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Victims of obsessive-compulsive disorder, a mental illness that puts people at the mercy of their irrational thoughts and ritualistic behavior, are being sought to participate in a medication study at the University of Utah Health Sciences Center.

The U. is one of eight academic medical centers nationwide involved in testing the drug Prozac, manufactured by Eli Lily & Co., on obsessive-compulsive disordered patients. Volunteers will be screened by a psychologist and psychiatrists in the Mood Disorders Clinic.The clinic was established eight years ago at the U. School of Medicine to evaluate new medications not yet available to the public. The clinic is involved in ongoing studies of medications for biological depression and anxiety, and also is conducting a study using light therapy in the treatment of winter, or seasonal depression.

"Obsessions are recurrent thoughts, ideas or images, and compulsions are repetitive senseless rituals," said Joanne Brown, clinic program coordinator. "These images or acts are very intrusive, and are devastatingly disruptive to the lives of the victims and their families."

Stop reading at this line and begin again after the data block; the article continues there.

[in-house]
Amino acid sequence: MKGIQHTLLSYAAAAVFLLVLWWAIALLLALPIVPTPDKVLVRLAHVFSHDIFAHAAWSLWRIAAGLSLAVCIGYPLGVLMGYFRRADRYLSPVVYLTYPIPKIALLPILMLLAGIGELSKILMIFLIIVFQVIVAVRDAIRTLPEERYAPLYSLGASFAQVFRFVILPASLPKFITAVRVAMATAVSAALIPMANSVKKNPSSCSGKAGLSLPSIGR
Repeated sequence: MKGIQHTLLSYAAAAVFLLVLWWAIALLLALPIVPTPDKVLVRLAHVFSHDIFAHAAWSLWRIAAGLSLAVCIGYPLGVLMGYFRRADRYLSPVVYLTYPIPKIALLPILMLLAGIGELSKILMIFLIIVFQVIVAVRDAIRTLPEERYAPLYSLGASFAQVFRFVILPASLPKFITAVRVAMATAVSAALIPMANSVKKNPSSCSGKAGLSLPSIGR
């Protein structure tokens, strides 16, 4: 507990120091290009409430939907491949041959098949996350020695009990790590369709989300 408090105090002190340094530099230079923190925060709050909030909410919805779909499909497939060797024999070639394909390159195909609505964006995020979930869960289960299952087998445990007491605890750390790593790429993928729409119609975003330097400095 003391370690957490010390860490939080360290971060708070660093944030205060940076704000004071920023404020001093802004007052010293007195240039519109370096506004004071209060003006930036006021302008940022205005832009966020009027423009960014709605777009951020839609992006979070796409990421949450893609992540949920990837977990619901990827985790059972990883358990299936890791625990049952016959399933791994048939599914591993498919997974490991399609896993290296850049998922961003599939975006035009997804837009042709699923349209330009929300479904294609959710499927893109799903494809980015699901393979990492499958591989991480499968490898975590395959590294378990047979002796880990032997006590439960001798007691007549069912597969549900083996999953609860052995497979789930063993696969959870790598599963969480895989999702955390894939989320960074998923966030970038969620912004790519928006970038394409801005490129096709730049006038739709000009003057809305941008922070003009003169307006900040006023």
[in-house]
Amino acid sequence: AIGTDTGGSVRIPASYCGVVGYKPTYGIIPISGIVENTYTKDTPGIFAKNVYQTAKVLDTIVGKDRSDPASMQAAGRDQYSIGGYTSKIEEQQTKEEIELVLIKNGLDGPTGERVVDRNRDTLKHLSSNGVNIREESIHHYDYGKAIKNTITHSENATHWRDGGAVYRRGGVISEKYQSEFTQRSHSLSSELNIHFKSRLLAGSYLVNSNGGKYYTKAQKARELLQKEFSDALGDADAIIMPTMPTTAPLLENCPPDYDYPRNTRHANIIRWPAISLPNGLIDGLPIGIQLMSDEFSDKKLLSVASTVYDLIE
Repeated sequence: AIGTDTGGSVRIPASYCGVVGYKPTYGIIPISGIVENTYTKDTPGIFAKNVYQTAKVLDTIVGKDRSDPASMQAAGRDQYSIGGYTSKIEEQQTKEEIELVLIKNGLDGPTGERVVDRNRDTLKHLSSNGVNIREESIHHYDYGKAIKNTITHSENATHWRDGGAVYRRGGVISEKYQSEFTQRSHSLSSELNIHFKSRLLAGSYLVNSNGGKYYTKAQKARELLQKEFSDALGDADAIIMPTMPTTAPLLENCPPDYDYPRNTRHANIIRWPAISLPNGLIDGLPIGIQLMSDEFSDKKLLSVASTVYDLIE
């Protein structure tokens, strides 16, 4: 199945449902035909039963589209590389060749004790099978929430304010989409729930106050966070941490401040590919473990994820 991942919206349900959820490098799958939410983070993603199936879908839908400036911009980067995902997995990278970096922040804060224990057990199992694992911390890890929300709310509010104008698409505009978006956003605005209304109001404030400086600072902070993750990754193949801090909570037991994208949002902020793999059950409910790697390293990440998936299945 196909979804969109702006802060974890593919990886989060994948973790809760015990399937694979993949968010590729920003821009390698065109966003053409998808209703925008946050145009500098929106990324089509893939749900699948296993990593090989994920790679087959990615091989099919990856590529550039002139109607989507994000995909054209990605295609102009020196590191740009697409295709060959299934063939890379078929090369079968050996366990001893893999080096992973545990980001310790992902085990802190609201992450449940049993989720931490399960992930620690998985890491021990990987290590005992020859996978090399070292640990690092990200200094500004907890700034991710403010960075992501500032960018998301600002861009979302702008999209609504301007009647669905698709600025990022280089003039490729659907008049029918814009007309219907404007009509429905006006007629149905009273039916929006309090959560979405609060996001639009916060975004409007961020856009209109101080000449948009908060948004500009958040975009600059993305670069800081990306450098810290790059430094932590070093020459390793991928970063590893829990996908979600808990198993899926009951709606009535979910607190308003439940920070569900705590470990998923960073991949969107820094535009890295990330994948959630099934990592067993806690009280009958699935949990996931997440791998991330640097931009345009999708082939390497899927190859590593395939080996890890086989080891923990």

Brown added, "We've all heard stories about repetitive hand-washers, people who check their doors and windows over and over again to make sure they're locked, and compulsive house-cleaners. These people are unable to trust their own senses and when they do try to resist the aberrant thoughts or behaviors, they feel guilty."

Brown estimates that about 2 percent of Americans - some 4 million to 6 million people - suffer from obsessive-compulsive disorder. It runs in families, and is frequently accompanied by depression.

"Early clinical trials of anti-depressant drugs have shown promise in treating obsessive-compulsive disorder," she said. "Prozac has been approved by the federal Food and Drug Administration for use in treating depression and appears to be successful in that use. We believe that it could offer hope in the treatment of OCD as well."

Volunteers for the U. study must be at least 18 years old. They will receive a free physical and psychological examination, laboratory tests and medication, and will be expected to come to the university every other week for 13 weeks to have their progress on the drug monitored. Pregnant women and people who have used Prozac in the treatment of depression are ineligible for the study.

For more information call the U. Mood Disorders Clinic, 581-8806.